Bitcoin and cryptocurrency were introduced to most users sometime between 2013 and 2017, which was the period when it first saw its highest surges. The story of Bitcoin as we know it started in 2008 when Satoshi Nakamoto published the whitepaper in the wake of the financial crisis. However, it is remarkably still something of a mystery to regular people today. While most will have heard about cryptocurrency in one form or the other, a lot do not truly understand what it is and how it works. Today, we will do our best to tell you all of the most important facts about cryptocurrency and why you should know them.
What is cryptocurrency?
There are a lot of definitions out there so we will keep this simple Cryptocurrency is a digital currency, meaning it does not exist physically anywhere. It uses cryptography to regulate its own generation and in the verification of its transactions. It exists on a decentralised network, unlike with regular currency there is no single entity in control of it. Cryptocurrencies are not regulated by any government, bank, or singular entity rather they are monitored by users with the aid of the blockchain.
How did it begin?
A lot of people have made efforts to create cryptocurrency in the past and the reasons for this should be obvious in a world that also has the internet. They are forms of currency that transcend all physical borders and barriers, they are free from the limitations of any government, and are an efficient means of performing transactions using the internet. Cryptocurrencies require minor transactional fees, no third-party approval, and can be done instantly and securely.
The first person that managed to create a reliable cryptocurrency is Satoshi Nakamoto, a pseudonym for a single man, woman or a group of people. The biggest leap made over previous attempts is in the creation of a decentralised network, which uses a peer-to-peer review system to prevent the biggest problem faced by others, double spending. Cryptocurrencies are digital cash, so what is stopping any from simply duplicating what they have and using it in multiple transactions (double spending)? This is where the blockchain comes in, it’s a distributed ledger that carries details of every transaction. Each transaction is recognised by every peer in the system, before being validated and recorded. To make a second transaction using the same digital currency, you literally need to alter the record of every peer in the network, which could well exceed a million individual users. Satoshi Nakamoto created bitcoins, but many people hail the blockchain as his greatest invention.
Why do you hear about bitcoins, altcoins and blockchain?
As explained in the above entry, blockchain is the technology that makes cryptocurrency work. So whenever you hear cryptocurrency mentioned, you will definitely also hear about blockchain. However, blockchain is also used in a number of exciting ways that doesn’t involve regular transactions, investments or trading. Blockchain also serves as a way to share information over a wide decentralised network and can be used to store and share financial and medical records, create immutable contracts, form entirely decentralised social networks, share cloud storage, and in similarly exciting ways.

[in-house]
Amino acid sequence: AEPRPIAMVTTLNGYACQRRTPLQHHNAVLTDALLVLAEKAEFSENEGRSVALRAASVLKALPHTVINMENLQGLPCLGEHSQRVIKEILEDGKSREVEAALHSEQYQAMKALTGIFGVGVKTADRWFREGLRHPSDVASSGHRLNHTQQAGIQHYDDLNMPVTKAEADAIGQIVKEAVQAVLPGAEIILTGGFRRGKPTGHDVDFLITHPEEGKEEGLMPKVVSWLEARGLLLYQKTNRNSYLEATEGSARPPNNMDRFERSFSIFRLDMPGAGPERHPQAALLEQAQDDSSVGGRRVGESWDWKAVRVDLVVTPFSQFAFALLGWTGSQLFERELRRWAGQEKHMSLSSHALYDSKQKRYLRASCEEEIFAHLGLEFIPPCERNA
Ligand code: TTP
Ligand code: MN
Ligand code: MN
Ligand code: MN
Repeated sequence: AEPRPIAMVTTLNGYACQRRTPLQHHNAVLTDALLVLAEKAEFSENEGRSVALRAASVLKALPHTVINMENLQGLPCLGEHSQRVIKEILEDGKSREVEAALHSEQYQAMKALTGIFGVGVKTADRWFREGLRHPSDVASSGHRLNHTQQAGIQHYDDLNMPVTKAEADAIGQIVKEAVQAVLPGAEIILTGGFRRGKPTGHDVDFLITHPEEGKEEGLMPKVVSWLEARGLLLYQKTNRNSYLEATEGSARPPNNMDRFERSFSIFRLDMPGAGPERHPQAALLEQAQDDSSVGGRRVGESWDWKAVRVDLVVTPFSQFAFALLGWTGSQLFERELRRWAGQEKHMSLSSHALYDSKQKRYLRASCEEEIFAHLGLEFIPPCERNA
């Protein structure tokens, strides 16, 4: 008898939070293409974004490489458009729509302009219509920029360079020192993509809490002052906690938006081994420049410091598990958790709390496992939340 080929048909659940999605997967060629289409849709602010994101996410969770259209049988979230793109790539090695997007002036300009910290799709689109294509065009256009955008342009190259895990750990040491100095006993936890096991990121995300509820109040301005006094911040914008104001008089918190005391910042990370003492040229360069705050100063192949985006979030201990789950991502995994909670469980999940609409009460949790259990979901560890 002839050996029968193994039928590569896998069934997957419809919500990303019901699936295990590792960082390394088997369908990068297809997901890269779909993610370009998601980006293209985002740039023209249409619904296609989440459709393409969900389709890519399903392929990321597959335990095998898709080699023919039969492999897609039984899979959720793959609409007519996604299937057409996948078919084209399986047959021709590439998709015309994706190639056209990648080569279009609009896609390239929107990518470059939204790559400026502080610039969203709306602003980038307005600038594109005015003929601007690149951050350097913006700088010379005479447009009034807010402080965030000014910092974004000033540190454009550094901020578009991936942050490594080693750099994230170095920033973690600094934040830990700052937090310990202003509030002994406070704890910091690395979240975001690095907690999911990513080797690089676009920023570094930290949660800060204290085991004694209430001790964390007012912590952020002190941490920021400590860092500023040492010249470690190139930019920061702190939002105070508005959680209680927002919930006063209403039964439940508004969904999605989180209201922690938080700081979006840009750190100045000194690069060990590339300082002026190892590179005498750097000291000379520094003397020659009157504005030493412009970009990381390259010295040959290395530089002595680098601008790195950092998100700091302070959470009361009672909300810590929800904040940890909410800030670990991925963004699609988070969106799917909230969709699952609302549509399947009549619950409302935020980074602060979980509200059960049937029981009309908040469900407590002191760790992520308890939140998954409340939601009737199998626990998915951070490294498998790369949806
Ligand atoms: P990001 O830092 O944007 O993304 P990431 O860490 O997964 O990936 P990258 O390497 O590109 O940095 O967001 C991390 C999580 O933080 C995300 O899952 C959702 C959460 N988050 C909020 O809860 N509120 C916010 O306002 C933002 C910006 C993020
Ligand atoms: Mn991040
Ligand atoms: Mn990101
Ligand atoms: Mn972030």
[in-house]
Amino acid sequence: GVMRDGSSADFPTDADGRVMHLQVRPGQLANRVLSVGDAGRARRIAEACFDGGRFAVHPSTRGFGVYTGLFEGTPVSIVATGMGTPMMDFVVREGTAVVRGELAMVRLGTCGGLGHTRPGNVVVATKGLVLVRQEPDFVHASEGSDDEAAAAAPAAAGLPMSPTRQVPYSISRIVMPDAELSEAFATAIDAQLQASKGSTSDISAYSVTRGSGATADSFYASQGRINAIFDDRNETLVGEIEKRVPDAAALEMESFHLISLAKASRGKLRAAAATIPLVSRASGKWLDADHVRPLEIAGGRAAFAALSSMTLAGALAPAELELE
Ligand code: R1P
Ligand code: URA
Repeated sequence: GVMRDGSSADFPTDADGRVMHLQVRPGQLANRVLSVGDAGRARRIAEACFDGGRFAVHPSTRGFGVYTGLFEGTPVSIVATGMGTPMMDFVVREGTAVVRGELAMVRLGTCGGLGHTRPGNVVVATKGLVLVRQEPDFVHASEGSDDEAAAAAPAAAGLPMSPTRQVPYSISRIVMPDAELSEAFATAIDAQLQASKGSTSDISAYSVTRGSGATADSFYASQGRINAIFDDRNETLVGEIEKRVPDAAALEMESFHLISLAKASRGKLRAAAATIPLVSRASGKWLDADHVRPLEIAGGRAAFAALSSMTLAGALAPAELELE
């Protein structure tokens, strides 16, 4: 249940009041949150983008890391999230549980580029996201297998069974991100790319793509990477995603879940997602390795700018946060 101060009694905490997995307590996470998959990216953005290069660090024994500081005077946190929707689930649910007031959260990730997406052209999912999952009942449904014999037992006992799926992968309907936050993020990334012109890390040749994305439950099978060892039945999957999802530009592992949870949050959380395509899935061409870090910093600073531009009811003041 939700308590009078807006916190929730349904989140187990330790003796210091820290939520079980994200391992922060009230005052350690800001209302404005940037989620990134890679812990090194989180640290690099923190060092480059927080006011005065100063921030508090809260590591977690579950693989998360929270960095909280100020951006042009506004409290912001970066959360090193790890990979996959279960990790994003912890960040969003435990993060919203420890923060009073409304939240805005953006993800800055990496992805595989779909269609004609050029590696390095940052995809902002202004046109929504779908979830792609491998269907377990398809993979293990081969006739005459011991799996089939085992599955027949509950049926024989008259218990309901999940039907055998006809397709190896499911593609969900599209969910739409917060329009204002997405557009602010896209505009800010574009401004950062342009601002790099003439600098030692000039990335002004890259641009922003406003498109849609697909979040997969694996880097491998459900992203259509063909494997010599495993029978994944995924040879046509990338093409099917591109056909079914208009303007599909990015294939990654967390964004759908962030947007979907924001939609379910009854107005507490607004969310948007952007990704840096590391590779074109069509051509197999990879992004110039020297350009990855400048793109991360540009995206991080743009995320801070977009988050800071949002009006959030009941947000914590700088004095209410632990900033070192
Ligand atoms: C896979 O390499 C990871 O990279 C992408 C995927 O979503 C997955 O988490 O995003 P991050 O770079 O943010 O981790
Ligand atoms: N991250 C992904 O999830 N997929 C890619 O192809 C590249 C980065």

Bitcoin was the first workable form of cryptocurrency to go online. It quickly went global and is currently the most popular type of cryptocurrency available. Bitcoin is the standard for every cryptocurrency created and will remain so for some time. However, this does not necessarily mean it is the specific form of cryptocurrency a new investor must purchase. Each form of cryptocurrency has its own unique lifecycle, although experts may pinpoint the similarities faced by all. Most top forms of cryptocurrency hit a peak in value in 2017 and may do so again in later years, but they had a definite downward trend in 2018. Which cryptocurrency will do this again? Will it be bitcoins or one of the many altcoins? The future will definitely tell.
The word altcoin will be confusing for some. You will definitely come across it, but the meaning might escape you. In a way, the word altcoin is indicative of just how big bitcoin is in the industry. Altcoin basically means “alternative to bitcoins”, and this refers to any of the other 1,500 types of cryptocurrencies out there. The most important of these are:
- Bitcoin Cash (BCH): An offshoot of bitcoin created in 2017. BCH is currently suggested to have as many coins in circulation as bitcoin. However, BCH forked recently to give off Bitcoin Cash ABC and Bitcoin SV.
2. Ethereum (ETH): Currently the third biggest cryptocurrency behind bitcoin by market cap. It is largely considered a developer’s cryptocurrency as it offers users a starting point via the use of its own blockchain and 92 of the 100 tokens listed on coinmarketcap are built off Ethereum Blockchain.
3. Ripple (XRP): A spike of around 36,000% put ripple ahead of all other cryptocurrencies in 2017, in terms of growth. XRP is currently ranked the second highest cryptocurrency in the world after surpassing Ethereum in the recent downswing. It has made great strides in establishing itself as a viable payment method in the financial world.
4. Litecoin (LTC): LTC is the 8th largest cryptocurrency in the world, and like many others experienced a great upward trend in 2017. It has been able to complete transactions four times faster than bitcoin and has a greater maximum than bitcoin.
The above are considered as the most interesting altcoins in the world and will be present in any cryptocurrency trading exchange worth their salt. Other top cryptocurrencies are Dogecoin, BAT, NEO, Stellar (XLM), and Cardano (ADA). Worth mentioning is also Steem, a cryptocurrency that has seen significant interest in 2018.